Believe it or not, simply by reminding myself to breathe in and breathe out! Taking a bit of time to zoom out and see the bigger picture. To strategize instead of feel paralyzed during moments of impasse. I also reached out to family and friends outside of the MSF bubble to ask for news from them – to remind me of what was going on elsewhere in the world, of the other realities ongoing at the moment, the other struggles and joys that those dear to me were experiencing.

Within the working environment, it was through choosing the right moment to approach someone to speak about problem resolution – choosing the best means of communication – not necessarily always verbal – emails, post-its, even using intermediaries when necessary. Seeking and creating neutral spaces to arrive at the kind of working environment that we needed. Looking for allies amongst colleagues to collaborate with – no (wo)man is an island, and even less so when the results that need to be achieved can only come by through teamwork and the synergy that comes from it.

3.What keeps you going on and if there was a moment you wanted to give up?
Oh there have been many moments where I’ve asked myself “Is this it? Have you reached your limit? Time to call it a day a pack your bags and go home?”. When I’m working on a field mission, it’s easy enough to overcome those moments – the quick fix is to simply take some time to visit the hospital, or clinic, or make-shift consultation area – see what my medical colleagues are up to, and the people whom we are serving collectively, and it helps refocus my mindset, reminding me of my purpose and role of being there.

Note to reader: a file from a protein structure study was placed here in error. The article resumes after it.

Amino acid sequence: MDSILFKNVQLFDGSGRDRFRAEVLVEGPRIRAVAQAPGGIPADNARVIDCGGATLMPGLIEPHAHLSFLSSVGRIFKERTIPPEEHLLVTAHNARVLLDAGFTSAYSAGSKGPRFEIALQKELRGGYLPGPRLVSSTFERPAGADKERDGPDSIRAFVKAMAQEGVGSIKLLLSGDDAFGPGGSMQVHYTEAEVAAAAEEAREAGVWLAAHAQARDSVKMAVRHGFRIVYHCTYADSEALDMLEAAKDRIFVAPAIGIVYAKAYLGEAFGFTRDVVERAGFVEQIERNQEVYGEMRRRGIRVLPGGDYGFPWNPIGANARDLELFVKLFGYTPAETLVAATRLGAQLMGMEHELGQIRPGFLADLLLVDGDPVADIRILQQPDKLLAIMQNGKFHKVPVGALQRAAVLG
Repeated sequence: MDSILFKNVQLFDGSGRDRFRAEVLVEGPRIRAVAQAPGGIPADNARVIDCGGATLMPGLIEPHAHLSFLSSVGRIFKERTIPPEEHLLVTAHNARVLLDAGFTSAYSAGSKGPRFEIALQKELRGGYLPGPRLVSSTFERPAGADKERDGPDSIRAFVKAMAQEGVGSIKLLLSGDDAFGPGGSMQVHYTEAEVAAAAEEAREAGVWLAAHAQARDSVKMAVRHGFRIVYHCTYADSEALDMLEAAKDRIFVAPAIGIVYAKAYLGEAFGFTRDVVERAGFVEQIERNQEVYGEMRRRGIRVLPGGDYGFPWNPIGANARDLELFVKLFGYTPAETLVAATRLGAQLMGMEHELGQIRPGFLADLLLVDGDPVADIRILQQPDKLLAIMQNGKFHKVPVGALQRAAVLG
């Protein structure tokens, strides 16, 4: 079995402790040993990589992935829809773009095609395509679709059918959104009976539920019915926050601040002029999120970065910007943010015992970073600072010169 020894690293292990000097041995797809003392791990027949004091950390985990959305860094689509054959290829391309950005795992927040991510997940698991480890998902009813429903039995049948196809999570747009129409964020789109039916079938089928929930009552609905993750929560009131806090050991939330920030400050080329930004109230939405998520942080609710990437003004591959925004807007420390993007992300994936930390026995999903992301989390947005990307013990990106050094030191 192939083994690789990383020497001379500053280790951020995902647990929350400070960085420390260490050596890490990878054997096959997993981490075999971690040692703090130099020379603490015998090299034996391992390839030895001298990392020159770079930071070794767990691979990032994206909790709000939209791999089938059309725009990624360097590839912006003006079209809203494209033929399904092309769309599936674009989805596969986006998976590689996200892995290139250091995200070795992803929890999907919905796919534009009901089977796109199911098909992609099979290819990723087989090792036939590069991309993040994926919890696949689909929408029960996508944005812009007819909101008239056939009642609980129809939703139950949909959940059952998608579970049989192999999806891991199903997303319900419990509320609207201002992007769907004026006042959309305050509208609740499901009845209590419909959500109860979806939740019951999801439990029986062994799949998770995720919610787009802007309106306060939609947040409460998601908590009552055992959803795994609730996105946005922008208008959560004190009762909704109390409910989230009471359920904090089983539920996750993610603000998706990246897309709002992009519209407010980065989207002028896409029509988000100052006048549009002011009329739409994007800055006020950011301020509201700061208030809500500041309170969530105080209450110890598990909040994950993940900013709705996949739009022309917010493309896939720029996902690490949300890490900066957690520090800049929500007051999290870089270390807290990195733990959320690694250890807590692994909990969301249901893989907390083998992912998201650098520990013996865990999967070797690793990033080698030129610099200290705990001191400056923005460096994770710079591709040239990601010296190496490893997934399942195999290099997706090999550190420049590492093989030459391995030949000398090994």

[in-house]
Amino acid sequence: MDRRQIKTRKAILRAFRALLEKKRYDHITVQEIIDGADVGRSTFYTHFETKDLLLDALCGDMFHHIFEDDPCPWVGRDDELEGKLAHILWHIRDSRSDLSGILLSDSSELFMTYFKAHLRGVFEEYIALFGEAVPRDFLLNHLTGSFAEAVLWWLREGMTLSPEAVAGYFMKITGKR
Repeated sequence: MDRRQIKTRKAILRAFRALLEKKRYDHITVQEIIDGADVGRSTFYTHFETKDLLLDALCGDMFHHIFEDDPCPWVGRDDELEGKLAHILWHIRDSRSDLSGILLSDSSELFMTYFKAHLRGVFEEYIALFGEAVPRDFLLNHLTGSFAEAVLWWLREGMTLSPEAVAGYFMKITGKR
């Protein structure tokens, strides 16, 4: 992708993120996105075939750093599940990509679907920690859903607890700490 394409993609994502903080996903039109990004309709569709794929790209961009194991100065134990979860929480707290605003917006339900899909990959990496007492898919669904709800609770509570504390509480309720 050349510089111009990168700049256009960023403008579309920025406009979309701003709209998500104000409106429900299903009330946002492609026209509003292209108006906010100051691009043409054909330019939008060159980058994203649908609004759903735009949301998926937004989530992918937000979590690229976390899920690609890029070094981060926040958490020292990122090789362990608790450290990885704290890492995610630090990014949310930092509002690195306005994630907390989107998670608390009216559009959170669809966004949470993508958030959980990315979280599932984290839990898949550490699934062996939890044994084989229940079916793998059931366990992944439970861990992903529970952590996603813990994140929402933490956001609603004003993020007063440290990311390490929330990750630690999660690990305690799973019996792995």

It’s a different story when I’m not on mission, and I do wonder on and off if I should throw in the towel and opt for a different career path, a different lifestyle… but at the end of the day, at the end of my thought process, I still feel the pull towards continuing to be a humanitarian aid worker. It’s tough finding balance, but at the same time, after having experienced multiple 9-5 office stints prior to joining MSF, I swear, it’s such a gift to have found my vocation – having a job where time flies even when you work 12-hour days in difficult conditions, when meaning in what you do is so tangible, and despite the often grim situations that we work in – the brightest glimpses of humanity are ever present – it really is a gift and one that I plan on treasuring and discovering for a bit longer.

Marie is a native of Penang, where she grew up for the most part of the eighties and the whole of the nineties. Since 2001, additional places she now calls home have come to include Grinnell in middle of nowhere Iowa, London and the Haute-Garonne area in Southwest France.
She is a Convent Green Lane and Uplands International School of Penang alumna and graduated from Grinnell College with a BA in French & Psychology. She also earned a MSc in Political Sociology from the London School of Economics & Political Science.

 In 2012, Marie joined Médecins Sans Frontières/Doctors Without Borders (MSF),
a medical humanitarian aid organisation which helps people worldwide where the need is greatest, delivering emergency medical aid to people affected by conflict, epidemics, disasters or exclusion from healthcare without regard for race, religion or political affiliation.
She has since worked with MSF on its missions in Burundi, Central African Republic (CAR), Chad, Congo (DRC), Guinea, Nepal and Tunisia.